the cultivation of the ground. The only disturbing element 
was that Mnyamana, having gained his object, regretted 
the large price he had paid for it. He began to assert 
that by the cession of farms he had meant the use of the 
ground for winter grazing, not its permanent occupation. 
When it was proved to him in such a way that he 
could deny it no longer, that he had clearly understood 
that sovereign rights and full possession were ceded, he 
shifted his ground and asserted that he and the other 
Zulu leaders had intended to grant farms only to those 
who actually fought for them, and asked why all those 
who came into the country at a later date and had done 
nothing for them should obtain ground at their expense. 

24 History of South Africa. t l88 5 

In this line of argument he was supported by Dinizulu, 
Ndabuko, and all the other leaders of the tribe. The 
reply of the farmers was short and to the point. 
Eight hundred men had been named, they said, because 
that number would be needed to maintain order permanently, 
and if there was any further repudiation of the agreement 
entered into they would take possession of the full extent 
of ground they were entitled to, which they had not yet 
done, leaving still for the Zulu people ample for their 
maintenance. This settled the matter for the time, but 
it was pretty certain that care must be taken not to 
allow the Zulus an opportunity to recover their strength 
or there would be trouble again. 

On the 24th of June 1885 Mr. Gladstone resigned 
as prime minister of England, and was succeeded by 
Lord Salisbury, with Colonel Frederick A. Stanley as 
secretary of state for the colonies. It was believed that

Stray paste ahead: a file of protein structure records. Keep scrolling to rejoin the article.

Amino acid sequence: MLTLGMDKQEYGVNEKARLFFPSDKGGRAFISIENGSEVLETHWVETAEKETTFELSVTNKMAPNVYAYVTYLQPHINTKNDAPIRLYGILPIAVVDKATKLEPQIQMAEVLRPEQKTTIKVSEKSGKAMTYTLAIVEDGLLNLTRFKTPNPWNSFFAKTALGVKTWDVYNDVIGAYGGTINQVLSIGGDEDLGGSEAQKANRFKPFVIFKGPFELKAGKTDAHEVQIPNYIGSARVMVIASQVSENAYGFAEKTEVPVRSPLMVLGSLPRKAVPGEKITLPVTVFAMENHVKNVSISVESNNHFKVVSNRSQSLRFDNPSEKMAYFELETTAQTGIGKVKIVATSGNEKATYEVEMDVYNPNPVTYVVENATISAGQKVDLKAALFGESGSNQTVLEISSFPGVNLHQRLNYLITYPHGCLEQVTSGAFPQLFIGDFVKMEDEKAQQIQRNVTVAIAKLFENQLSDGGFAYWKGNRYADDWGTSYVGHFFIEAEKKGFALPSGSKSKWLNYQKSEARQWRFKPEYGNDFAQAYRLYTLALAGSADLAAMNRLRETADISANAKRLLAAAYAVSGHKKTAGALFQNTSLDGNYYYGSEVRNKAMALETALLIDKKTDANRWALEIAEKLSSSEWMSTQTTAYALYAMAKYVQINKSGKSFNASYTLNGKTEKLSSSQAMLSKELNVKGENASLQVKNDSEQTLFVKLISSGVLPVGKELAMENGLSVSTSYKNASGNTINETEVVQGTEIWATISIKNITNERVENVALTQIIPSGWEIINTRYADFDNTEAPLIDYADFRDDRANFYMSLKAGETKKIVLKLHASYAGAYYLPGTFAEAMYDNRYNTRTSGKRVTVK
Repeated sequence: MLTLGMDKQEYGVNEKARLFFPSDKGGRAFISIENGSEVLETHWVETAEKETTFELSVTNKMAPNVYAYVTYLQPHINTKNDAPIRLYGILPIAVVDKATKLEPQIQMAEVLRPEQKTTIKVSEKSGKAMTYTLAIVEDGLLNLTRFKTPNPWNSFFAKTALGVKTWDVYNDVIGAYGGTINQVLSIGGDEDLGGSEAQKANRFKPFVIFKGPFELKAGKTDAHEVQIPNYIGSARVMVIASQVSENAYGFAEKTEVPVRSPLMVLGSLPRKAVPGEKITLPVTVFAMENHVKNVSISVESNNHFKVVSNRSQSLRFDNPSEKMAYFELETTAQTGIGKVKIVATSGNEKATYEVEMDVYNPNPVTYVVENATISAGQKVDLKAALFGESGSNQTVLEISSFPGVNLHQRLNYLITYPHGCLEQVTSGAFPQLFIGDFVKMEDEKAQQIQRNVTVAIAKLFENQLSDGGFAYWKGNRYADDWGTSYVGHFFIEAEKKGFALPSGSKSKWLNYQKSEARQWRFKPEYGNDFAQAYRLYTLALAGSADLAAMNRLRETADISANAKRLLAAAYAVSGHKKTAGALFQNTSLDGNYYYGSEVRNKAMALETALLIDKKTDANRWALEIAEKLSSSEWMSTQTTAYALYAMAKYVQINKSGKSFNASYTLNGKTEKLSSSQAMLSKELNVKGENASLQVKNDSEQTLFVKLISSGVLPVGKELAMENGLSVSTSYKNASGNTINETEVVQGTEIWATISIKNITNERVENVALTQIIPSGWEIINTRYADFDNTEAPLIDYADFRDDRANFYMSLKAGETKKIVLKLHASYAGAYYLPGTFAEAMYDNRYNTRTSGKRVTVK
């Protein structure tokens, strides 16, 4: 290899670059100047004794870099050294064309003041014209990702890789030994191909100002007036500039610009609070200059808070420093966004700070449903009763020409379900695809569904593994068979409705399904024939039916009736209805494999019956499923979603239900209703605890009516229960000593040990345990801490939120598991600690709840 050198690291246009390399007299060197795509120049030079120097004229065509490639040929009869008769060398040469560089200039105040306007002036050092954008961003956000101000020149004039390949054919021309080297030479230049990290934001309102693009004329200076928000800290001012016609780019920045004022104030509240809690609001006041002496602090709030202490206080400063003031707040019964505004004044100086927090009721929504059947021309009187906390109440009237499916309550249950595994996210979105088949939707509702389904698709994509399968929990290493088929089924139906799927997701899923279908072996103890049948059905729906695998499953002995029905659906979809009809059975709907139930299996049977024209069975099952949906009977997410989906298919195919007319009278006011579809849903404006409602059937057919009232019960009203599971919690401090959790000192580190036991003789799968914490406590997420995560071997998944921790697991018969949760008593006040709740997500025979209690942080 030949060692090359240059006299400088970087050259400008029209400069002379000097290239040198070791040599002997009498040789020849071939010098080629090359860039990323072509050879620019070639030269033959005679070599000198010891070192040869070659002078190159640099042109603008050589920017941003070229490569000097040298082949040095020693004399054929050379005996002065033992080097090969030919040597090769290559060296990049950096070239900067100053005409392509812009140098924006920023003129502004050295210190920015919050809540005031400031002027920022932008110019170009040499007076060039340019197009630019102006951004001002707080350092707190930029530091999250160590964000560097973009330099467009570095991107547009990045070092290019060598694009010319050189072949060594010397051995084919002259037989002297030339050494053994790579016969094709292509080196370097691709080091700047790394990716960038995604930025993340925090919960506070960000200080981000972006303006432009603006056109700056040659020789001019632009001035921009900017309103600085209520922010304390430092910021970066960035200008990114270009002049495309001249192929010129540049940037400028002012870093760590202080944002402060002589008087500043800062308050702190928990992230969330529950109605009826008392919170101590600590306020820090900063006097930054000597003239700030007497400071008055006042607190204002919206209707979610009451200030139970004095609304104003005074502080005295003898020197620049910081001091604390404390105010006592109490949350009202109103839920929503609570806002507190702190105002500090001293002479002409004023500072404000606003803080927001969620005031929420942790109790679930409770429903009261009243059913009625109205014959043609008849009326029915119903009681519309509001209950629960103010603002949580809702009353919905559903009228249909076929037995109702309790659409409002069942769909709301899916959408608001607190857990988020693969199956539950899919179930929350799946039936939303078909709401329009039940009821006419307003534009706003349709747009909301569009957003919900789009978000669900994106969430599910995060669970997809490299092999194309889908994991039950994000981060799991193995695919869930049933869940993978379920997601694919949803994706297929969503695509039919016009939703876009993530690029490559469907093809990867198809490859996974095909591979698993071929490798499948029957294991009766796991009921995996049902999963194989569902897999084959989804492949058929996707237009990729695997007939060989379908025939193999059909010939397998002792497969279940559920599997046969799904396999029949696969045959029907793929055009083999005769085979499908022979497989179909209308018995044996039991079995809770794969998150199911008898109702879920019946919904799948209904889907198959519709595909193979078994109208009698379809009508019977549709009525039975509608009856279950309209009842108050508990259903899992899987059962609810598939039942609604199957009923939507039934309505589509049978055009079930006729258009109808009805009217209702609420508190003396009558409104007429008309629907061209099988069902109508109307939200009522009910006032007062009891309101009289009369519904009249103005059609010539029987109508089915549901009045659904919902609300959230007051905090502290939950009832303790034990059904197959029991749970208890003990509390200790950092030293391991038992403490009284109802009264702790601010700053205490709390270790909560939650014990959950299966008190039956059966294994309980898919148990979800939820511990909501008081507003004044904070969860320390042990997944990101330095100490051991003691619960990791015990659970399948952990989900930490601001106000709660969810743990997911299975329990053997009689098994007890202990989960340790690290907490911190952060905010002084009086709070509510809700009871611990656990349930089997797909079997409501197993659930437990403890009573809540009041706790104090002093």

the new ministry would favour the expansion of the 
British dominions much more readily than their pre- 
decessors had done, whose policy had been guided by 
caution and a desire to avoid additional responsibility. 

As matters looked so favourable from their point of 
view, on the 15th of July 1885 the legislative council of 
Natal, then in session, transmitted the following resolu- 
tions to Governor Sir Henry Bulwer, with a request 
that he would communicate them by telegraph to the 
secretary of state for the colonies : 

" 1. That this council recognises the fact that the 
interests of Zululand and of this colony are inseparable. 

"2. That in the opinion of this house it is desirable 
that her Majesty's rule should at once be extended 
over the whole of Zululand. 

"3. As soon as existing difficulties shall have been 
adjusted, this council considers that the territory should 
be united to Natal, upon such terms and conditions as 
may be mutually agreed upon between the imperial 
government and this colony. 

i886] Death of Dabulamansi. 25 

" 4. That this council is further of opinion that it 
will be for the advantage of the countries to the north 
of Zululand, between the South African Eepublic and 
the Portuguese frontiers, to be included in any arrange- 
ment which may be made. 

These resolutions were taken into consideration by 
the imperial authorities, who did not consider it 
advisable to comply with them, as Natal made no offer 
to bear the expense. 

In March 1886 negotiations for a settlement of Zulu-